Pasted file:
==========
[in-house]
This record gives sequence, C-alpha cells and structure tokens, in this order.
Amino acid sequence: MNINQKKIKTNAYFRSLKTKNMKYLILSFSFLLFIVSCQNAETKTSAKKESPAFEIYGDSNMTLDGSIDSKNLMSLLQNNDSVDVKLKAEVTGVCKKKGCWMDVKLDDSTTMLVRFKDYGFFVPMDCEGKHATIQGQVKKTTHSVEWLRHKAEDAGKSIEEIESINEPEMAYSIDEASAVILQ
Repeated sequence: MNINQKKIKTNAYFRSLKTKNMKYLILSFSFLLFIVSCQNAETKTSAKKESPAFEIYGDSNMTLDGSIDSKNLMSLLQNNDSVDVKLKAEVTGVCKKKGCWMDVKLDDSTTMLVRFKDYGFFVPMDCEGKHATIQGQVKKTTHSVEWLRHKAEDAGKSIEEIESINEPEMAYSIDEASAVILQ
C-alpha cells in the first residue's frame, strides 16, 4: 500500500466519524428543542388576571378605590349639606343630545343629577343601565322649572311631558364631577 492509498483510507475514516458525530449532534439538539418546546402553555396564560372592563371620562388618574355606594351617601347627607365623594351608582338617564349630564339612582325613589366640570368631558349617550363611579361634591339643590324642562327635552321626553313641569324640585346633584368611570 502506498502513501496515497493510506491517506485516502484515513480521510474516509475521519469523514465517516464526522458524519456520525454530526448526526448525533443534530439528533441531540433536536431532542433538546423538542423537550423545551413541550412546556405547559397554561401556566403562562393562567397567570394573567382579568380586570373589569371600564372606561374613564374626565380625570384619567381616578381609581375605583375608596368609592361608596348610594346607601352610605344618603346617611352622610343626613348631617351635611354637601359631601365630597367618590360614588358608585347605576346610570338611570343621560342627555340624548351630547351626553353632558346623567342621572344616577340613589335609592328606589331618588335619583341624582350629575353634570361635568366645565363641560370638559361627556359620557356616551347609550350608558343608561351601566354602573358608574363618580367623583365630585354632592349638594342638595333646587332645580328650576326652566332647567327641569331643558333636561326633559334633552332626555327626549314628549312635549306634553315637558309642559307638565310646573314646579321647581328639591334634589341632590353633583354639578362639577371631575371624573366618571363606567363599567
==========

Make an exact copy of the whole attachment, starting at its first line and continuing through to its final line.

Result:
[in-house]
This record gives sequence, C-alpha cells and structure tokens, in this order.
Amino acid sequence: MNINQKKIKTNAYFRSLKTKNMKYLILSFSFLLFIVSCQNAETKTSAKKESPAFEIYGDSNMTLDGSIDSKNLMSLLQNNDSVDVKLKAEVTGVCKKKGCWMDVKLDDSTTMLVRFKDYGFFVPMDCEGKHATIQGQVKKTTHSVEWLRHKAEDAGKSIEEIESINEPEMAYSIDEASAVILQ
Repeated sequence: MNINQKKIKTNAYFRSLKTKNMKYLILSFSFLLFIVSCQNAETKTSAKKESPAFEIYGDSNMTLDGSIDSKNLMSLLQNNDSVDVKLKAEVTGVCKKKGCWMDVKLDDSTTMLVRFKDYGFFVPMDCEGKHATIQGQVKKTTHSVEWLRHKAEDAGKSIEEIESINEPEMAYSIDEASAVILQ
C-alpha cells in the first residue's frame, strides 16, 4: 500500500466519524428543542388576571378605590349639606343630545343629577343601565322649572311631558364631577 492509498483510507475514516458525530449532534439538539418546546402553555396564560372592563371620562388618574355606594351617601347627607365623594351608582338617564349630564339612582325613589366640570368631558349617550363611579361634591339643590324642562327635552321626553313641569324640585346633584368611570 502506498502513501496515497493510506491517506485516502484515513480521510474516509475521519469523514465517516464526522458524519456520525454530526448526526448525533443534530439528533441531540433536536431532542433538546423538542423537550423545551413541550412546556405547559397554561401556566403562562393562567397567570394573567382579568380586570373589569371600564372606561374613564374626565380625570384619567381616578381609581375605583375608596368609592361608596348610594346607601352610605344618603346617611352622610343626613348631617351635611354637601359631601365630597367618590360614588358608585347605576346610570338611570343621560342627555340624548351630547351626553353632558346623567342621572344616577340613589335609592328606589331618588335619583341624582350629575353634570361635568366645565363641560370638559361627556359620557356616551347609550350608558343608561351601566354602573358608574363618580367623583365630585354632592349638594342638595333646587332645580328650576326652566332647567327641569331643558333636561326633559334633552332626555327626549314628549312635549306634553315637558309642559307638565310646573314646579321647581328639591334634589341632590353633583354639578362639577371631575371624573366618571363606567363599567